Copyright © 2011 by Chris R. Glaser. All rights reserved.
I am 60 years old, and sometimes I fear I have done my last great thing. And Oprah never called.
I confess I wanted to be famous. Household-name famous. Not for something inconsequential, but famous for writing the great American novel, an award-winning play or screenplay, or a “must-read” spiritual treatise.
Apologies for contradicting my website’s promise that my posts would not be self-centered; but perhaps it’s inevitable that genuinely spiritual writing—perhaps all writing—comes always from the perspective of one’s self. Thus academic papers that began, “I write as a white, older, American male, etc.” became fashionable.
Yet I make my confession about wanting to be famous because I believe that many share this experience of having been infected to varying degrees with a hunger for celebrity. Many of us want to stand out from the crowd, or at least, in our field.
Reading a recent article about
a, however, I felt exhausted just learning about her busy, frenetic schedule. I act the part of the extrovert well, but afterward I am exhausted, and need some down time away from the crowd. Lady Gag
And I would not like to be under the scrutiny of the media, which often plays the harsh, judgmental, unforgiving, and omnipresent “god” of our time. I don’t even like to be the subject of local gossip.
In my morning prayer yesterday, I reflected on all the other things I wanted from life. I wanted to love and be loved, and that’s happened. I wanted to write, and I have. I wanted respect, and often I have had that, though sometimes I let out a Rodney Dangerfield grumble. I wanted to do ministry, and even my non-ordination made that possible. I didn’t want to struggle financially—well, that’s another post for another time!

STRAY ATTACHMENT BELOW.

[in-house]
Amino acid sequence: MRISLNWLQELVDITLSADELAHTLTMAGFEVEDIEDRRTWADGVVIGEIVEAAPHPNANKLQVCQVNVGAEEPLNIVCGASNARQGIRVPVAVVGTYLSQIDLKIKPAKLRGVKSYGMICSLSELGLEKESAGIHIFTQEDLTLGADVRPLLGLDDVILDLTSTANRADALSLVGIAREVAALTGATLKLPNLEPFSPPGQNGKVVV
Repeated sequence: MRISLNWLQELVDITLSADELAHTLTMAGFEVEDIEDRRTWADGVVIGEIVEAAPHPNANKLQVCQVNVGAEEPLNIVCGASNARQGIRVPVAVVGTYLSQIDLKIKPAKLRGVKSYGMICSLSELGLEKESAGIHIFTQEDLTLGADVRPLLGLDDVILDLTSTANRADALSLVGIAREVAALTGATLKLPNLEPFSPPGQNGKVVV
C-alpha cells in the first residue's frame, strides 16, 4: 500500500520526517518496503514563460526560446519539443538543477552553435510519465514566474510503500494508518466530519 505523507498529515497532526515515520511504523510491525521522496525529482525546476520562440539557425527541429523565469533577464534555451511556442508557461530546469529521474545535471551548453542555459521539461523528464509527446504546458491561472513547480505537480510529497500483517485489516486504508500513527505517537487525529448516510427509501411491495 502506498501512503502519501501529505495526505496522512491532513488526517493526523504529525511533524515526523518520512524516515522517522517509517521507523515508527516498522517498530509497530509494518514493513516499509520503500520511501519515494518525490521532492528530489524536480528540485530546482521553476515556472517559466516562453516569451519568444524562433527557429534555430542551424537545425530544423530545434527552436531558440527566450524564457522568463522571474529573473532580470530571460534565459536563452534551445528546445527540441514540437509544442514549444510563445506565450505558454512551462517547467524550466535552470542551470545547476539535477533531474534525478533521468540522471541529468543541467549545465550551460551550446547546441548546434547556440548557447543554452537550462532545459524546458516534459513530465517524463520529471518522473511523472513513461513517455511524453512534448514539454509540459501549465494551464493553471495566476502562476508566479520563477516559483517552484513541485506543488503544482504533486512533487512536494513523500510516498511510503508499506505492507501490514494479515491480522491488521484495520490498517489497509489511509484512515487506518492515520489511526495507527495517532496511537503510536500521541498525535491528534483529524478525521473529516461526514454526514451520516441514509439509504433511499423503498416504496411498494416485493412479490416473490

Last week, my neighbor Jose gave me Andrew Greeley’s autobiography.
has achieved fame as an author and is also a Roman Catholic priest. A New York Times writer is quoted, saying of him, “His parish is in his mailbox.” These days it’s probably in his e-mail box as well. As a writer, that’s where my parish has been, for the most part, and on the phone and Facebook. Greeley
I don’t really think a “contemplative” blog like mine can make me famous, though I’d love to be proven wrong! The reason I write this is to cheer on a “congregation” again, one that is wholly voluntary and so far, conflict-free.
Chris Glaser’s next workshop will be held at First MCC Atlanta, Saturday, June 11, from 10 a.m. to 3 p.m., free of charge with lunch included: “Sex Talk: The Interface of Sexuality and Spirituality.” His books will be available for purchase.